A 2017 study found that a single dose of CBD, a non-psychoactive compound found in cannabis/hemp, can help lower blood pressure and the body's response to stress. This randomized, placebo-controlled, double-blind, crossover clinical trial was conducted on nine healthy male adults who were given a dose of either CBD or a placebo before undergoing stress tests that included cold exposure, mental stress, and exercise stress.
In this study, healthy male volunteers who had never previously used cannabis were given a single dose of 600mg CBD, and no adverse effects were reported during the study or in the following week. This indicates that a single dose of 600mg of CBD is well-tolerated and safe for healthy individuals. During each test, the researchers continuously monitored the participants' cardiovascular parameters, such as blood pressure, heart rate, and stroke volume. The researchers found that CBD reduced blood pressure during all three stress tests and that this effect was most pronounced during the cold stress test.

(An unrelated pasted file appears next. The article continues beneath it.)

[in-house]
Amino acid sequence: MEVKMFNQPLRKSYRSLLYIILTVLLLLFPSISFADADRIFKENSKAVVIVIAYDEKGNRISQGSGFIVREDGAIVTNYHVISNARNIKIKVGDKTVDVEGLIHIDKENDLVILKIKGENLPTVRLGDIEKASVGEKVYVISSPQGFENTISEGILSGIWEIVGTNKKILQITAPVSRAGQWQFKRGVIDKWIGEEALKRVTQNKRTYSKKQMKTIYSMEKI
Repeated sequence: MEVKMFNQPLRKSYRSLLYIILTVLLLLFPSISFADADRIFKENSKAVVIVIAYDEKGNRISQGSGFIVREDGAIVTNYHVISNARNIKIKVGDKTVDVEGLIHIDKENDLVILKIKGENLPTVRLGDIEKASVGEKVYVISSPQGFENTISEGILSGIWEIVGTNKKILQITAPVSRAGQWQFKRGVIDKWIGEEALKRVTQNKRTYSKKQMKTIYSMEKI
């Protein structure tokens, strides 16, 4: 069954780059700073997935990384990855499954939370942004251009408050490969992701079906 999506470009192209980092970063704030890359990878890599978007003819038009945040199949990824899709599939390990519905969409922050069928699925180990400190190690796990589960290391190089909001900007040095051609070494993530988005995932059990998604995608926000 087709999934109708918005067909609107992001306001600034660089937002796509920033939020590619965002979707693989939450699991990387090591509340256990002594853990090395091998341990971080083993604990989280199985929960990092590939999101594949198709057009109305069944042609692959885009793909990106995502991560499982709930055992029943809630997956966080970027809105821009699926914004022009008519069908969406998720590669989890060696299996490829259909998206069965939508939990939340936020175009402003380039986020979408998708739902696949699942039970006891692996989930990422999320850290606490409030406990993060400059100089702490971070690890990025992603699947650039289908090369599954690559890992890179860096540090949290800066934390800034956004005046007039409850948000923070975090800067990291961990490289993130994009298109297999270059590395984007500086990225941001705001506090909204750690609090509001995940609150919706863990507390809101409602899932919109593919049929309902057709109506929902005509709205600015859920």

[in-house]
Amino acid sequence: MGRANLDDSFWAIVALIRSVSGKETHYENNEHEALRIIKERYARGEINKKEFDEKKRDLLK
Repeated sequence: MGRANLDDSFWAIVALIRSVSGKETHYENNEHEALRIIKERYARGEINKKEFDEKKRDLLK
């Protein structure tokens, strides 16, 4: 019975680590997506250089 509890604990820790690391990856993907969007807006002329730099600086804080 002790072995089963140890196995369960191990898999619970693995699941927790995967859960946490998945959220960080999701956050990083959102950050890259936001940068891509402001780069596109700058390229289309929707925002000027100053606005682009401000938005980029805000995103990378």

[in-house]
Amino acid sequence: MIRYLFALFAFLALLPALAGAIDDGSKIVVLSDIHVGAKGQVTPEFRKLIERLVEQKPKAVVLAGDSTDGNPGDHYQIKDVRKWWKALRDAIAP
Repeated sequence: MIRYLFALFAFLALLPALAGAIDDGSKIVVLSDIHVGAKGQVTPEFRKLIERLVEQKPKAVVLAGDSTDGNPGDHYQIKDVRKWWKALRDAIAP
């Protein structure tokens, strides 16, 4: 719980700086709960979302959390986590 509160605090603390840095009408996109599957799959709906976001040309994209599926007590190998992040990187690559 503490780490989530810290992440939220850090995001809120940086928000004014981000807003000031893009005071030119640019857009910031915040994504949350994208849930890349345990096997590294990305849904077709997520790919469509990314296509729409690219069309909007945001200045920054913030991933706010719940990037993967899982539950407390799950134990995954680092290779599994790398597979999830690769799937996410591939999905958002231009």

The results showed that those who had taken CBD had lower blood pressure during the stress tests and that the blood pressure response to stress was blunted, particularly in the pre- and post-stress periods. Additionally, the study found that CBD affected cardiac parameters, such as heart rate and stroke volume, but did not affect cardiac output.
Overall, there were no reported negative effects from taking CBD during the study or the following week. This study shows that taking a single dose of 600mg CBD has the potential to lower blood pressure and the response to stress, especially during cold stress. This might be because CBD helps to reduce anxiety and pain, and could also have a direct effect on heart health. It's important to consider these changes in blood pressure if you use CBD for health reasons. This study adds to the growing research on the potential benefits of CBD, which could have important implications for human health.
Study Title: A single dose of cannabidiol reduces blood pressure in healthy volunteers in a randomized crossover study
Study Link: https://www.ncbi.nlm.nih.gov/pmc/articles/PMC5470879